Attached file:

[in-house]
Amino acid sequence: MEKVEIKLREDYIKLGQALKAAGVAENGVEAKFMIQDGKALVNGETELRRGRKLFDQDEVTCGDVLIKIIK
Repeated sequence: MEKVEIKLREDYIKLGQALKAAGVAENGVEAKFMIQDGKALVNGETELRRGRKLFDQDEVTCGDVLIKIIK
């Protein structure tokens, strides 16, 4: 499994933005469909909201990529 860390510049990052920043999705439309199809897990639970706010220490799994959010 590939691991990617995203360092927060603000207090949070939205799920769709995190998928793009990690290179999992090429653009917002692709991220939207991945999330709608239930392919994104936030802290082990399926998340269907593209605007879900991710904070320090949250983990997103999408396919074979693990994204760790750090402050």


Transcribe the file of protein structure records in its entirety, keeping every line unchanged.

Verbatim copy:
[in-house]
Amino acid sequence: MEKVEIKLREDYIKLGQALKAAGVAENGVEAKFMIQDGKALVNGETELRRGRKLFDQDEVTCGDVLIKIIK
Repeated sequence: MEKVEIKLREDYIKLGQALKAAGVAENGVEAKFMIQDGKALVNGETELRRGRKLFDQDEVTCGDVLIKIIK
């Protein structure tokens, strides 16, 4: 499994933005469909909201990529 860390510049990052920043999705439309199809897990639970706010220490799994959010 590939691991990617995203360092927060603000207090949070939205799920769709995190998928793009990690290179999992090429653009917002692709991220939207991945999330709608239930392919994104936030802290082990399926998340269907593209605007879900991710904070320090949250983990997103999408396919074979693990994204760790750090402050």